Thermally tolerant symbionts: adaptive saviors or opportunists?

Written by Tim Bateman

The symbiotic dinoflagellates (a type of microalgae) that live inside scleractinian corals (corals that secrete calcium carbonate) form the basis of the coral reef ecosystem and have allowed them to persist throughout geologic time. Some of these symbionts of the family Symbiodiniaceae (formerly Symbiodinium LaJeunesse et al. 2018) are specialists and only form symbioses with specific species while others are generalists that will associate with a variety of coral hosts. Symbiodiniaceae can vary markedly in their benefit to the coral host by translocating different amounts of energy under different environmental conditions. This is becoming increasingly relevant as climate change is causing stress events to become more frequent and has prompted further research on the taxonomic and functional disparities between strains of symbiont and their performance under climate change stresses.

Coral hosts rely on their symbionts for up to 90% of the carbon they require for daily metabolic needs. Physiological stress, such as that caused by increased temperature or ocean acidification, can reduce the carbon produced by symbionts and thus reduce the energy translocated to their coral hosts. In the algae, physiological stress manifests as the breakdown of the photosynthetic machinery, which prevents the continued production of energy from sunlight (photosynthesis). This reduction in available energy along with other stress-induced byproducts ultimately causes the breakdown of the symbiosis and coral bleaching.

Some symbionts, such as many of those from the genus Durusdinium (formerly clade D), have increased thermal tolerance and do not lose physiological functional at high temperatures. Indeed, after a bleaching event in the Gulf of Mexico, a study found an increase in the presence of Durusdinium in partially bleached corals indicating that these colonies had taken up more thermally tolerant symbionts. This could be interpreted as an advantage for these colonies, however, there was an unexpected factor that came with these thermally tolerant symbionts, and that was a reduction in carbon translocation from the algae. This means that although these symbionts can survive and maintain photosynthesis at higher temperatures, they translocate less carbon, and reduce growth at a variety of temperatures (Fig 1. Pettay et al. 2015). One hypothesis behind this phenomenon is that Durusdinium are relative newcomers to the Caribbean and thus have not adapted a relationship with the corals in this region as other resident symbionts have (Pettay et al. 2015).

Fig. 1 Results of photosynthetic rates and instant calcification among different coral-symbiont combinations. (A) Orbicella spp. harboring Symbiodinium trenchii (Photo by Justin Kemp). (B) Photosynthetic rates for S. trenchii and three undescribed species (A3, B17, and C7). (C) Calcification rates at different temperatures (bar colors correspond to species as shown in (B)).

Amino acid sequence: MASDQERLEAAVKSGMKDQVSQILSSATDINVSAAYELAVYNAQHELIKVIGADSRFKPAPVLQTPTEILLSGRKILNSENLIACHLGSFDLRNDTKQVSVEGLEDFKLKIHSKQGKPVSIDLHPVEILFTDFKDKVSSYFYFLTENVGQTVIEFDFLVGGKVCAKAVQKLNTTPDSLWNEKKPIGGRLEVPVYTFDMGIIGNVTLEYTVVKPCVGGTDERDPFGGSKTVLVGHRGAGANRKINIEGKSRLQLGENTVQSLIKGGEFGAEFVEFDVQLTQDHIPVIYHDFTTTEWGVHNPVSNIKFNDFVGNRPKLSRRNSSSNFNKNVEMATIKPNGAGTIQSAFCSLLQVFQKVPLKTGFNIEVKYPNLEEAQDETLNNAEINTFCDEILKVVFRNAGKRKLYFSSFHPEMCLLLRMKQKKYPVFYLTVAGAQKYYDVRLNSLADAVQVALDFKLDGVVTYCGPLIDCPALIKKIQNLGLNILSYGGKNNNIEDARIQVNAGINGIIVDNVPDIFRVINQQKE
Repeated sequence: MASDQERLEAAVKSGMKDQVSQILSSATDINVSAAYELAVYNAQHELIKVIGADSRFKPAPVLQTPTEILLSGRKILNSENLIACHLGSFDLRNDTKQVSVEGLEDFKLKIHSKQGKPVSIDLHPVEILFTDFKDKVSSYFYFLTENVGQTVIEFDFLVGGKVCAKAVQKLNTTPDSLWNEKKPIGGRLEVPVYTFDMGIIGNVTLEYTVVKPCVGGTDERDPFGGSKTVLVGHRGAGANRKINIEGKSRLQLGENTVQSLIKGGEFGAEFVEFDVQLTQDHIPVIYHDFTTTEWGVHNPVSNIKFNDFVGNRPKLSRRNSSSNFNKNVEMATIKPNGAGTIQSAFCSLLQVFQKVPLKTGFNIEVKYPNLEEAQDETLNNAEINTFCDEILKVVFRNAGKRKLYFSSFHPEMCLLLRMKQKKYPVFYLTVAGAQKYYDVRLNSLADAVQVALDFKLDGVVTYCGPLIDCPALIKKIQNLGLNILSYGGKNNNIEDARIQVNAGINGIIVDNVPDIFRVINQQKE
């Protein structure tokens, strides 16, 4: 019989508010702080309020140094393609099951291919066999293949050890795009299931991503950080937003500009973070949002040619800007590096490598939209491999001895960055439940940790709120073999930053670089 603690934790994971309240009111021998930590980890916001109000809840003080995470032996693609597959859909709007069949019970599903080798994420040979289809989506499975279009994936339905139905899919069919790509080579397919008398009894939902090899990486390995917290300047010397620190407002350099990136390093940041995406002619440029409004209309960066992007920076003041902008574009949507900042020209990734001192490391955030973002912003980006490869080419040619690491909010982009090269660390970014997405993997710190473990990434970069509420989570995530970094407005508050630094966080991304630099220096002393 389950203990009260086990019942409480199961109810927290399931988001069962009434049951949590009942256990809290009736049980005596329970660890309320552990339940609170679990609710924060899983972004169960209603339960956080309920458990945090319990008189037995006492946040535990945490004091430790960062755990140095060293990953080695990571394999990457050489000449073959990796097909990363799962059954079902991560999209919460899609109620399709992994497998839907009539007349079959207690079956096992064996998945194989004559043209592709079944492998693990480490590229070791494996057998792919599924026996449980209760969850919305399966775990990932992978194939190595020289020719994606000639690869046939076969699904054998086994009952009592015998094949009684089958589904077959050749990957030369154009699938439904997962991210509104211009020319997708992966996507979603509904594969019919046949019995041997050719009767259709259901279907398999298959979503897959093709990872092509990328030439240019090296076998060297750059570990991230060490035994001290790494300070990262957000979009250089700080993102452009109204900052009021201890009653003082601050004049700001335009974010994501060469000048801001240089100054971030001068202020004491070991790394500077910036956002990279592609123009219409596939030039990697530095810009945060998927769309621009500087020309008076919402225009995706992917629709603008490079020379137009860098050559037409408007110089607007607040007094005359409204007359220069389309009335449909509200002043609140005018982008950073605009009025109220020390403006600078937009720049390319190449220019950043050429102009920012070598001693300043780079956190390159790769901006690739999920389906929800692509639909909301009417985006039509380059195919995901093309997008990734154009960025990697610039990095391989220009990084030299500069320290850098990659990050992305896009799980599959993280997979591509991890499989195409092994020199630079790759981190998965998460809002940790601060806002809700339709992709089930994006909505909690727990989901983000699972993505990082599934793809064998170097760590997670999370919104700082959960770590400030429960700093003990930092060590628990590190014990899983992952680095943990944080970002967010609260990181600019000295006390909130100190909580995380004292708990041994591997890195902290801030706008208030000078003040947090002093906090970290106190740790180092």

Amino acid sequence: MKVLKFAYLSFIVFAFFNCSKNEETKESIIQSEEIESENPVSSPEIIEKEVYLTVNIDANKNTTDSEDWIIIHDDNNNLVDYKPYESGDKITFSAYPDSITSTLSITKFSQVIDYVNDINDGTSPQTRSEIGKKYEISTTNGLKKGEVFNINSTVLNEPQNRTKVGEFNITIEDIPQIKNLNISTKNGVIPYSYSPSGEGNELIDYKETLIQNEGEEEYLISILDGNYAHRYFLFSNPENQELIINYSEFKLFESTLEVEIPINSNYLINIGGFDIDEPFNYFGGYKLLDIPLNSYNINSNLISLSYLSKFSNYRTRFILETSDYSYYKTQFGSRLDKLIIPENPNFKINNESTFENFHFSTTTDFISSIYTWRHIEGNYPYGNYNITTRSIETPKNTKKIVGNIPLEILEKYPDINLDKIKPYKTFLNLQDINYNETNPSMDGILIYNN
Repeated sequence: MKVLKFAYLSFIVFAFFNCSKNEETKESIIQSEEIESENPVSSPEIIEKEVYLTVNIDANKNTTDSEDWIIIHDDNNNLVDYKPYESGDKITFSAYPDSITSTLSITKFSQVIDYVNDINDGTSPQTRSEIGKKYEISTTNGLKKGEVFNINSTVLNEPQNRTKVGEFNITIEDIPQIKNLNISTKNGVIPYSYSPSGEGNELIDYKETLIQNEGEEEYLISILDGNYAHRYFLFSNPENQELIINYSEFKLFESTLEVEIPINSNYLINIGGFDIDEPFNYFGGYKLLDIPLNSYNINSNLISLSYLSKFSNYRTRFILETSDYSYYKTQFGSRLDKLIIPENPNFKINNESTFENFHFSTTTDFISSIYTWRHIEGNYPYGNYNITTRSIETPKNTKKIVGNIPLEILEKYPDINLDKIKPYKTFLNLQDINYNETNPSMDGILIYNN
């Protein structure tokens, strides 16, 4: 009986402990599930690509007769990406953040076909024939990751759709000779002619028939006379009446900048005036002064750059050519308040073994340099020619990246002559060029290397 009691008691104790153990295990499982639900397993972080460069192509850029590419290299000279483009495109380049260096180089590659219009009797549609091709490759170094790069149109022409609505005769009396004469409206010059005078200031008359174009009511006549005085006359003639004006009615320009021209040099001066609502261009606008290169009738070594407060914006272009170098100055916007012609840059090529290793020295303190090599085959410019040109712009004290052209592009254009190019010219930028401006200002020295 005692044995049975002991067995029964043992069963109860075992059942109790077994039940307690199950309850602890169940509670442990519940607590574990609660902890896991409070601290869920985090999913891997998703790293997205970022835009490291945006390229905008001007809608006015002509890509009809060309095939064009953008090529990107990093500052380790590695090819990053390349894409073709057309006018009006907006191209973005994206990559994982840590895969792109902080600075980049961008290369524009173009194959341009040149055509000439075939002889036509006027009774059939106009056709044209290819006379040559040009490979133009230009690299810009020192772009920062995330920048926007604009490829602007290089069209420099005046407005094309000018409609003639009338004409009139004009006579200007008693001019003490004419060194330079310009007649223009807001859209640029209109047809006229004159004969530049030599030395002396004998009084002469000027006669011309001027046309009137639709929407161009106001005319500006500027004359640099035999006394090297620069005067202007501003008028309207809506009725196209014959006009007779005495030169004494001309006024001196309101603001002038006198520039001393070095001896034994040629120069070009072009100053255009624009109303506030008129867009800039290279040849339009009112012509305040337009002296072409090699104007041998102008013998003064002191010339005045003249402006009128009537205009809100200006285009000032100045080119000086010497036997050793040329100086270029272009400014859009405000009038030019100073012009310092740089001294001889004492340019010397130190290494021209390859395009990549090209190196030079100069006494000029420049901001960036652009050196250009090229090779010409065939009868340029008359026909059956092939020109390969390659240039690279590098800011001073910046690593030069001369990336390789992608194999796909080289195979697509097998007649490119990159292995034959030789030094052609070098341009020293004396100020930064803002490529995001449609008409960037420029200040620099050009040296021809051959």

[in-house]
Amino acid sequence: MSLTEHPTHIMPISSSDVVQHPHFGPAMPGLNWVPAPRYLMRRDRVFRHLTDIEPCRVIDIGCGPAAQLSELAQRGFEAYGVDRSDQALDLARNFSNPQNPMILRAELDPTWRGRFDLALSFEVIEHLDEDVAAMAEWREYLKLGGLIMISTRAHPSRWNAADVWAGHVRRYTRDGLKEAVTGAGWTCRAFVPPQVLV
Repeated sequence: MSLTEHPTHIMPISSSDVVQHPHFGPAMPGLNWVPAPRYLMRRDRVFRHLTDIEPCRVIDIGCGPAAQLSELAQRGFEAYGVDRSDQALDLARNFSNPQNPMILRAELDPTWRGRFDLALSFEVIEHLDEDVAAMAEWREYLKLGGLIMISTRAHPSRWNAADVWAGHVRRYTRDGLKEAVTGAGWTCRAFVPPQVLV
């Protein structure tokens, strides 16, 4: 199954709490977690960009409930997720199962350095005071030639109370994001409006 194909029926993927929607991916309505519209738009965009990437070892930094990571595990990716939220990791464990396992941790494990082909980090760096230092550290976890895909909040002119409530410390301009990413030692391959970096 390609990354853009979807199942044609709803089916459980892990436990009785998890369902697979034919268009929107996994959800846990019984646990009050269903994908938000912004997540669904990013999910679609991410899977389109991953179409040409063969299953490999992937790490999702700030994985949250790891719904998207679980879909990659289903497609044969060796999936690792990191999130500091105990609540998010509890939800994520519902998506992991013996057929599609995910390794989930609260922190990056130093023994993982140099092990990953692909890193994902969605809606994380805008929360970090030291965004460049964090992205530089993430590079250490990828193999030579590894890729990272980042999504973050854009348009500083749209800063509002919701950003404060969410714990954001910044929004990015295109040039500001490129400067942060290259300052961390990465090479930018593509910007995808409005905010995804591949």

Thermally tolerant symbionts do not display lower carbon translocation at all times, however. In the Indo-Pacific, Durusdinium is relatively common and found in symbiosis with a large variety of corals and not only during thermal stress events, although they are more common in warmer habitats. In these warmer habitats, they can maintain photosynthetic function better than other thermally sensitive species but also translocate a similar amount of carbon to the host, eliminating the trade-off seen in the Caribbean. For example, a study conducted in Palau, Micronesia demonstrated that corals from a warmer inshore habitat hosting Durusdinium trenchii maintained photosynthesis and cell densities during a heat stress experiment better than offshore corals containing thermally sensitive symbionts (Figure 2, Warner LaJeunesse and Kemp 2016).


The resilient relationship between Durisdinium trenchii and coral species in an adverse environment has prompted my lab, in collaboration with other institutions, to undertake a series of reciprocal transplant experiments to assess the trade-offs associated with hosting this thermally tolerant symbiont. Manipulating host-symbiont combinations in different environments allows us to examine the effects of key biotic influences on the physiological performance of stress tolerant symbiotic relationships. With the results from this research, we hope to provide information about how symbioses will respond to climate change and how different host-symbiont combinations will impact the ecological function and success of reefs in the future.

Fig. 3 Dr. Dustin Kemp and Dr. Warner mount coral fragments on a platform at one of two transplant reef sites. These corals will later be collected for thermal stress experiments (Photo by Robin Smith).


Baker, A. C., et al. “Corals’ Adaptive Response to Climate Change.” Nature 430.7001 (2004): 741-41.

LaJeunesse, Todd C., et al. “Systematic Revision of Symbiodiniaceae Highlights Antiquity and Diversity of Coral Endosymbionts.” Current Biology 28 (2018): 2570-80.

Pettay, D. T., et al. “Microbial Invasion of the Caribbean by an Indo-Pacific Coral Zooxanthella.” Proceedings of the National Academy of Sciences of the United States of America 112.24 (2015): 7513-18.

Warner, Mark E., LaJeunesse, Todd C., Kemp, Dustin. NSF Proposal 1636022. (2016).

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